REVIEW! Corrosion of Conformity - No Cross No Crown

January 10, 2018

Corrosion of Conformity may not be the biggest band in the world and some of the population may not even be aware that they are about to drop their latest opus, No Cross No Crown, in the next few days, but then there are a great many of us who wait with baited breath in anticipation.


The band have had their ups and downs over the years, from the heights of 1995 and their appearance opening at Donington in front of 80,000 people to various line up changes and long term hiatuses. Having reformed in 2010 with the Animosity line up of the band the buzz around them started to form. By 2014 they had brought Pepper Keenan back into the fold and the Deliverance reunion was on.


As a teenager, that 1995 Donington appearance helped shape my musical landscape, their performance that day set me on a path of musical discovery that I wouldn't have found without them. So following on from the reunion tours, news that the Deliverance era line up were recording again got me a little bit moist to say the least. But can they rekindle the energy, the atmosphere, the spark that got so many fans like me excited back in the day. Will No Cross No Crown deliver the goods for the hardy Corrosion of Conformity fan?

Opening with instrumental Novus Deus this doesn't sound like traditional Corrosion of Conformity. Its gritty, its dark, its atmospheric! The short intro leads directly into the real album opener The Luddite, the menacing sound and feel continues. Whilst Keenan's voice is distinctive, the slow growl of the tune, forceful in nature delivers something new and different from what you'd expect. But this is no bad thing, for me this is a tremendous track nearing perfection but yet may not be a favourite of the purists.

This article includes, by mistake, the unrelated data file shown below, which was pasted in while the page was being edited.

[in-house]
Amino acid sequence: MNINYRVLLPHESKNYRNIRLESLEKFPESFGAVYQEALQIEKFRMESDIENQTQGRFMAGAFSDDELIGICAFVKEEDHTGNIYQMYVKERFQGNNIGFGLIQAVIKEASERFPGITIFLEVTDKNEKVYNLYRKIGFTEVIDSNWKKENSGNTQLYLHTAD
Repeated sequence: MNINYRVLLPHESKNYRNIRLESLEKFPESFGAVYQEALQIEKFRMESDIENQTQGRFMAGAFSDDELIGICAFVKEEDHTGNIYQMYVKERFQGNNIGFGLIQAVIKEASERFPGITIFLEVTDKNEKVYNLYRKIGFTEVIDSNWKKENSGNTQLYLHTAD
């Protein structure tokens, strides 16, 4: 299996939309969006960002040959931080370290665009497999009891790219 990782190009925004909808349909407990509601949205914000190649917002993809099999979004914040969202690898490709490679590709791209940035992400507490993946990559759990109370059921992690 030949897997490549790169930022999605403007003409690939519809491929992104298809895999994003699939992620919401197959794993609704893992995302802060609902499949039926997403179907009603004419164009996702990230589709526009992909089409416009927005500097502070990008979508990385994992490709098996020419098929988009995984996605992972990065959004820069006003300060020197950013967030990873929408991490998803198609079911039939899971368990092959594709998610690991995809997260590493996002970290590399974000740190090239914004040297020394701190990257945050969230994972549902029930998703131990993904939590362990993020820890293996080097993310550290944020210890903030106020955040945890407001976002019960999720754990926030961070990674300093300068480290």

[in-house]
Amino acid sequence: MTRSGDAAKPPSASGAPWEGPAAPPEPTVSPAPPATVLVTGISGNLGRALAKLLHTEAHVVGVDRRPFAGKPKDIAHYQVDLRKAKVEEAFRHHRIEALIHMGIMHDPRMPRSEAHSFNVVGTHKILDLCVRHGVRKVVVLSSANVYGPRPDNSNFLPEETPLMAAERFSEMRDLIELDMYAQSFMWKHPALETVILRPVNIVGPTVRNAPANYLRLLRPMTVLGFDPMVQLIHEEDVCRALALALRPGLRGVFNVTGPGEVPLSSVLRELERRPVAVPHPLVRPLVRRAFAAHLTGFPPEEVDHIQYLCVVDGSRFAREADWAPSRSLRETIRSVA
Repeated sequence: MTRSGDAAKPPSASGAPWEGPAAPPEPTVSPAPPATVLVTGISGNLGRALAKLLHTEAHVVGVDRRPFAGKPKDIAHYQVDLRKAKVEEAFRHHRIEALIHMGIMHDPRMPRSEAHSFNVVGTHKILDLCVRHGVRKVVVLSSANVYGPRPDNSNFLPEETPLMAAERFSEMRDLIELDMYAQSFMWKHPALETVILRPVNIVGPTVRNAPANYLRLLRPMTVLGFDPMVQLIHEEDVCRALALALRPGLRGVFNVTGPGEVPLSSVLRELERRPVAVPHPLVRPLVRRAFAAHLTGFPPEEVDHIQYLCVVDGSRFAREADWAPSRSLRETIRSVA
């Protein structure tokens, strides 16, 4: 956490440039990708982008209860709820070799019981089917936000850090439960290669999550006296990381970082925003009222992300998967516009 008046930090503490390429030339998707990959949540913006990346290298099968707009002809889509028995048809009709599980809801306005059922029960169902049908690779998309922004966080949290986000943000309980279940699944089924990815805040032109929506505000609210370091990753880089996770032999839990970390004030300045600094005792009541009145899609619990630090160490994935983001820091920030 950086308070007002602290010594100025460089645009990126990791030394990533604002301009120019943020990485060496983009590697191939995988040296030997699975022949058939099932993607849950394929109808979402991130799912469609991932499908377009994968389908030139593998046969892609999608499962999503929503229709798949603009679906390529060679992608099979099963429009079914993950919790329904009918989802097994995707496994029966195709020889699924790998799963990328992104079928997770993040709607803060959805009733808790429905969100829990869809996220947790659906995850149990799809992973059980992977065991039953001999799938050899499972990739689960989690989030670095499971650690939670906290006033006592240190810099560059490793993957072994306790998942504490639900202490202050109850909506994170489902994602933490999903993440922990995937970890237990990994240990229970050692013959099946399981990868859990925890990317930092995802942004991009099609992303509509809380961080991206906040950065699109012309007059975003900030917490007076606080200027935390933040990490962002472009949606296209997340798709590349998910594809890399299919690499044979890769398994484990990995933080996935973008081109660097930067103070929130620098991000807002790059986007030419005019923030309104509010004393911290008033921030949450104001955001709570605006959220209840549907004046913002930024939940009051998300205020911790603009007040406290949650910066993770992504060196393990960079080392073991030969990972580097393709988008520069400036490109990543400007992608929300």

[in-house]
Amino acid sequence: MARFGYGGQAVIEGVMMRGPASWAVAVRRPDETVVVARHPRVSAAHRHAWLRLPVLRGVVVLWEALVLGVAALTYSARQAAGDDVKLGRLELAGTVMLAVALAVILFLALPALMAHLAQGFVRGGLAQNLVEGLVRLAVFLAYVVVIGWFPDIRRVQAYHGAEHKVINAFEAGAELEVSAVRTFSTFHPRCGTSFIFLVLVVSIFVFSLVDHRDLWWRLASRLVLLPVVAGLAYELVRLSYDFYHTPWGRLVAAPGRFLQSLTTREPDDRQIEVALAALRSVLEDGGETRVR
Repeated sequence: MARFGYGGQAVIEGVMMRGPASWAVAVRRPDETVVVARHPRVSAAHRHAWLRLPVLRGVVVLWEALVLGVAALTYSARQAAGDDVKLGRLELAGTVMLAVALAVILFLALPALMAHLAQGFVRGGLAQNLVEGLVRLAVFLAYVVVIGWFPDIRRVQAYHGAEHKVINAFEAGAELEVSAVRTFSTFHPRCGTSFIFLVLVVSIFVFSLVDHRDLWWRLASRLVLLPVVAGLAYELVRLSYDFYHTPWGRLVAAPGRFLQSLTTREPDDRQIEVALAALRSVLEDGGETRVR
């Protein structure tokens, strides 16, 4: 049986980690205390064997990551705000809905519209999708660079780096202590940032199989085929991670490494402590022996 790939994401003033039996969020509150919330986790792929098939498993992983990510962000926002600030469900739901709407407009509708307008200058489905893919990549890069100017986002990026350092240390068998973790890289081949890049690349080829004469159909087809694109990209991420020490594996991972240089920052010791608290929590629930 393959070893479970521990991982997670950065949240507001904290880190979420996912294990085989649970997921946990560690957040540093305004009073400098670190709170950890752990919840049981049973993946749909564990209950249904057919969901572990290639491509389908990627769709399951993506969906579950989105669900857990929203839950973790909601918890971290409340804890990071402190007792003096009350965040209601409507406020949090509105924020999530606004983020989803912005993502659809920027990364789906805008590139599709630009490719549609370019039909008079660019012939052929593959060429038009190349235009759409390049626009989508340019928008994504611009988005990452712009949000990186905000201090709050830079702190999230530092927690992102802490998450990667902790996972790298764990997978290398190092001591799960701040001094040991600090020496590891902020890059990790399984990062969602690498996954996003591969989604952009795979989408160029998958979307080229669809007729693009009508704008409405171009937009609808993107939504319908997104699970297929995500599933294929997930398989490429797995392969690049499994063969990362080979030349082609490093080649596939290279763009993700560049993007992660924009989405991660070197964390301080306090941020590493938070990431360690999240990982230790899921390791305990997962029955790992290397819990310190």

Cast the First Stone returns to the more recognisable sound of the band, the guitars have that familiar angst ridden edge and Reed Mullins familiar drum beat drives the band along. This continues through the rest of the first half of the album and with the familiar feel, speed and aggression comes a warm feeling of contentment that this is the same band I know and love.


Forgive Me adds a little twist with hints of Thin Lizzy's long standing influence coming through in Woody's riffs. Nothing Left To Say offers a softer break, slow acoustic guitars soft vocals and a mellow melodic theme, which is continued through Sacred Isolation before normal service is resumed.


This may not be the most anticipated album of the year for most, however for those like me, we've waited a long time for this. The album does not fail to deliver, from the menacing start that The Luddite makes through to the title track at the end, this is an album worthy of the Corrosion of Conformity brand. Unique in places but ultimately unmistakable and the perfect way to start 2018.




Please reload